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Winter Vinecki realizes importance of nutrition for young athletes to help her complete triathlons in support of prostate cancer prevention

 

Young triathlete Winter Vinecki stresses nutrition for young athletes. She participates in kids’ triathlons and undergoes constant training. Being too young is never an excuse for her when it comes to training or nutrition.

“Everyone always tells me ‘you’re too young, you can’t do this,’” Winter says. “But I just go for it because I know my dad waited to do everything he wanted to do until he couldn’t do any of those things.”

At age nine, Winter Vinecki’s father was diagnosed with a rare and aggressive form of prostate cancer. Ten months later, he was gone. Winter and her brothers made a vow soon after his death that is engraved on his tombstone: “Cancer, we will chase you to the end of the world and stomp you out like you stomped our dad out.”

That’s a vow Winter, now 14, has taken seriously. In 2008, the year of her dad’s diagnosis, she founded Team Winter, a non-profit organization that funds prostate cancer research and raises awareness on a global scale. Team Winter is a proud supporting partner of the Prostate Cancer Foundation and has raised more than $400,000 for prostate cancer research in the past five years.

Competitive racing has been a passion of Winter’s since she was five years old. Originally, she intended to race as a way to bring awareness to the epidemic of childhood obesity. Now Winter competes with a more personal calling – one so compelling it has driven her to become the 2010 and 2011 IronKids National Champion.

A youth triathlon series for children ages 6-15, IronKids holds 50 events across the globe each year. Like a regular adult triathlon, IronKids races are comprised of a consecutive swim, bike ride, and run; however the distances are tailored for specific ages. Competing in the senior division for kids ages 12-15, Winter first completes a 300-yard swim, followed by an 8-mile bike ride, and finishes with a 2-mile run. The top athletes in each age division then compete for the IronKids National Championship.

Winter won seven first place IronKids trophies during the 2011 seasons – including the National Championship – yet none of them grace her mantel. That’s because she gives each symbol of her victory to a family affected by prostate cancer. It’s her way of letting families know that she is fighting for them to ensure that one day, no one will have to suffer from this all-too-common disease, which affects one in six men.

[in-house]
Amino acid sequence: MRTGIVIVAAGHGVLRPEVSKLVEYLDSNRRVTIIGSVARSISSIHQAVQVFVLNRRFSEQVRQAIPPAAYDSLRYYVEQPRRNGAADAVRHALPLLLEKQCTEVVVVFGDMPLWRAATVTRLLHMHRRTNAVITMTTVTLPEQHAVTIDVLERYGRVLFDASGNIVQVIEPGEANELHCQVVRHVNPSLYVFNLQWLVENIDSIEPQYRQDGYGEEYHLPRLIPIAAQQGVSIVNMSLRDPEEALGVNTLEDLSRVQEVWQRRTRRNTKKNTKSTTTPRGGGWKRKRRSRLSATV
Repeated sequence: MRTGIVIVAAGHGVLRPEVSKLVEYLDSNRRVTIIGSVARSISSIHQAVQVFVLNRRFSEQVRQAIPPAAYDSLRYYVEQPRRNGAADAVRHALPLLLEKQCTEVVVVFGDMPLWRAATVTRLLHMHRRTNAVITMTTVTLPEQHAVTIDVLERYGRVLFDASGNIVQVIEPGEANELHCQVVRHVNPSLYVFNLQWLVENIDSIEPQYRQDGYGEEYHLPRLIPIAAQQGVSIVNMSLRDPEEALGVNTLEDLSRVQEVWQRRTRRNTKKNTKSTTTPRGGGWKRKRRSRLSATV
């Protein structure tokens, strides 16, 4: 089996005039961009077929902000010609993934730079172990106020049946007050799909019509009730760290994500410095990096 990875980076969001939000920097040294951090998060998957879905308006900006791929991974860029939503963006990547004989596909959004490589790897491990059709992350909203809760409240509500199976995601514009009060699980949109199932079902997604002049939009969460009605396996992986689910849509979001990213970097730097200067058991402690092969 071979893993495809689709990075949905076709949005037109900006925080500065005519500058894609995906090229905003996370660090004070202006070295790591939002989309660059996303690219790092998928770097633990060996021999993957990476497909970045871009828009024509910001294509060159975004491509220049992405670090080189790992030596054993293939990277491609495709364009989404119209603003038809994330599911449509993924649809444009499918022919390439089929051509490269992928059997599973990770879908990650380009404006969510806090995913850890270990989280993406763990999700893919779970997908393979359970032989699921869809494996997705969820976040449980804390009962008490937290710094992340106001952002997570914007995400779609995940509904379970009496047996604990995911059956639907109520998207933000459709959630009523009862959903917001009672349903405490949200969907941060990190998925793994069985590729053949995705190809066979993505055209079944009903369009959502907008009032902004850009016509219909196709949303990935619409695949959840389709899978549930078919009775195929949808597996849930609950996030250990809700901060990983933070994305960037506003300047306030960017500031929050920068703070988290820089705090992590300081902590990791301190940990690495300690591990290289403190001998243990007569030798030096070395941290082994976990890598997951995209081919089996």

Even with her full schedule, Winter manages to maintain a 4.0 GPA through Stanford University’s prestigious online high school, Education Program for Gifted Youth (EPGY). She has to attend an online school because, as the IronKids Ambassador, her travel schedule is packed. She visits schools across the United States, spreading the IronKids philosophy of getting young people to lead an active, positive, and healthy lifestyle – and inspiring them to race for a cause.

In 2011, during the Women’s Sports Foundation Annual Salute, Winter received the Annika Inspiration Award, named for international golf superstar Annika Sorenstam and given in collaboration with the ANNIKA Foundation, the young golfer’s nonprofit organization. The Annika Inspiration Award honors “a girl who demonstrates athleticism, dedication, leadership, and the ability to inspire others.”

It was at an IronKids event in Round Rock, Texas, that Winter was first introduced to Juice Plus+. As a young athlete, she realized that she puts tremendous strain on her body so the concept of whole-food-based nutrition from fruits and vegetables made perfect sense to her.

“Now, I bring Juice Plus+ everywhere I go to get more of the nutrients in my system that I need to be able to perform – in races and everyday life,” she says.

Winter is also a fan of Juice Plus+ Complete Drink Mix, which she uses as a post-workout recovery shake.

“What I’ve found is that compared to the other ‘recovery’ drinks I’ve tried, Juice Plus+ Complete is way more healthy for you – and it tastes a lot better, too!” Winter says.

Like anyone committed to a mission, Winter is proud of her accomplishments, but she already has her eyes on the next goal. She is planning to race in dozens of events throughout 2013, where she’ll be focused on freestyle aerials throughout the winter as well as completing her world-record marathon attempt by the end of the year. She’ll also be racing in multiple running triathlons including the Xterra series. As the newest and youngest member of Fly Elite, the Olympic development team for aerial skiing, she is training four to eight hours every day in hopes of making the 2018 Winter Olympics in South Korea.

Where does she get all that energy, drive, and commitment? From her father’s too-short life.

“You never know when it’s going to be your last day, so you’ve got to go for it,” Winter says. “That’s what Living Life to the Plus+ means to me: see it all, do it all, be it all.”

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